Home Bias

I was speaking to some American financial advisors once and we started talking about geographic diversification. I mentioned that it wasn’t uncommon for Canadians to have extreme home biases, and many Canadians only invest in Canadian stocks. They said the same thing for American investors.

Considering that the US has traditionally been 50% of the world’s stock market (by size) it’s less of a stretch for Americans than it is for Canadians (Canada has traditionally been about 2 to 4% of the world’s stock markets by size). Some of the American financial advisors fell of their chairs during our discussion since it would be akin to an American investor putting their entire portfolio into handful of US mid-cap, industrial stocks (for example).

On the world stage, Canada is more akin to a small-cap and mid-cap market (there are only a few large cap companies on the global stage’s standards), and we all know our market is dominated by energy, financials and materials (they account for the vast majority of all companies by size in Canada – leaving out 7 other major sectors).

So why do we have such a home bias?

Partly because there is a slight tax advantage to holding Canadian stocks, but mostly its psychological. You tend to feel more comfortable investing in companies whose names you know and whose signs you see all the time. As reader Connie also points out, currency fluctuations between your home currency and foreign investments denominated in other currencies adds another variable to the mix (which can help or hurt).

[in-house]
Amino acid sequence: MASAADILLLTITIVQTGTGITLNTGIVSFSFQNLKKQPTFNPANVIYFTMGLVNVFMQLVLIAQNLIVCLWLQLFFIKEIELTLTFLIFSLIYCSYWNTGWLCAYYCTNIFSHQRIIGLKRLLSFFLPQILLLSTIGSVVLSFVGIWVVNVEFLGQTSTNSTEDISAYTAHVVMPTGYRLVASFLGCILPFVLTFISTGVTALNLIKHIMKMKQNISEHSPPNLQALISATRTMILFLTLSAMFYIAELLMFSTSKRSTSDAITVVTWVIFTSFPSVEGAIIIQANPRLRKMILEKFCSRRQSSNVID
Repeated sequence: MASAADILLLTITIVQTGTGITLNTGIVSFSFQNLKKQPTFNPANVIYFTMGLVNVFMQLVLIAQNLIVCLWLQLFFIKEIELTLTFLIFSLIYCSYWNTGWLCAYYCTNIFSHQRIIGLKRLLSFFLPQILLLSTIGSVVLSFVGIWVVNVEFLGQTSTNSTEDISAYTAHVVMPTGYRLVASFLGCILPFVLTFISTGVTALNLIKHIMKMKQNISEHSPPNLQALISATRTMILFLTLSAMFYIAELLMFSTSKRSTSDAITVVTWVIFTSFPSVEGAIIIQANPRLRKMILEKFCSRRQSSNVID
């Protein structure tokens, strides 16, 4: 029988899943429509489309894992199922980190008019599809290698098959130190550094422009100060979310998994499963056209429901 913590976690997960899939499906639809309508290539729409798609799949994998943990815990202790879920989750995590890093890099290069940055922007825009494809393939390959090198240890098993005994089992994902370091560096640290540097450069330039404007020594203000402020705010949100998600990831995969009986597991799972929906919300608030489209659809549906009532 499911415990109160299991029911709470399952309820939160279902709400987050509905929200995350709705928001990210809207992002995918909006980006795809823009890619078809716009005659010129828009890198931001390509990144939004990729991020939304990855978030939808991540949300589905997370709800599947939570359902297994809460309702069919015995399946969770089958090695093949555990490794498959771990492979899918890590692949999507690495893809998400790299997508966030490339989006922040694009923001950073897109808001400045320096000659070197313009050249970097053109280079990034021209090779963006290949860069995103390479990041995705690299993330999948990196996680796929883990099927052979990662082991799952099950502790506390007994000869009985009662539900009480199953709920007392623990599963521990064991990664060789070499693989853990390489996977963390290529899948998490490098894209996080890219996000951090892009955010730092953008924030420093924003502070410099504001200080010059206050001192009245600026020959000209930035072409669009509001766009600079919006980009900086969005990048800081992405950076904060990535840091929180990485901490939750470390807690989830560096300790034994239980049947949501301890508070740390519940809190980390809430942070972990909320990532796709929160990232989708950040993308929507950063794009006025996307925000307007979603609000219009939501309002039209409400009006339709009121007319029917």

Advisors and investors bring biases to their portfolios all the time. For example, I can tell you that investors and advisors who have immigrated from the Far East have 2x to 3x the allocations to emerging markets than born and raised Canadians. This is just from experience, I don’t have any stats to back that up empirically, but it’s true. :)

So what are the right allocations? Well, that would take a long time and is best saved for some future posts. There is no perfect allocation, but you do have to understand what risks you are exposed to with the allocations you take – and my point is that people, generally, don’t.

Preet Banerjee
Preet Banerjee
...is an independent consultant to the financial services industry and a personal finance commentator. You can learn more about Preet at his personal website and you can click here to follow him on Twitter.
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Showing 15 comments
  • Connnie

    My home bias is directly linked to one thing. I have no idea how the currency is going to move. I have been invested for a full year in a upwardly mobile stock and the Canadian dollar was dropping at the same time (or something like that) and my value dropped. I cannot anticipate 2 things at the same time. The right type of stocks and how the currency market is going to perform.

    Stocks are complicated enough.

  • Jamel Rose

    Home bias is normal, around the globe. We understand the business dynamics of our own countries far better than foreign countries, together with our understandings of accounting, regulation, exchange controls, information disclosure, legal systems, economic policy, etc.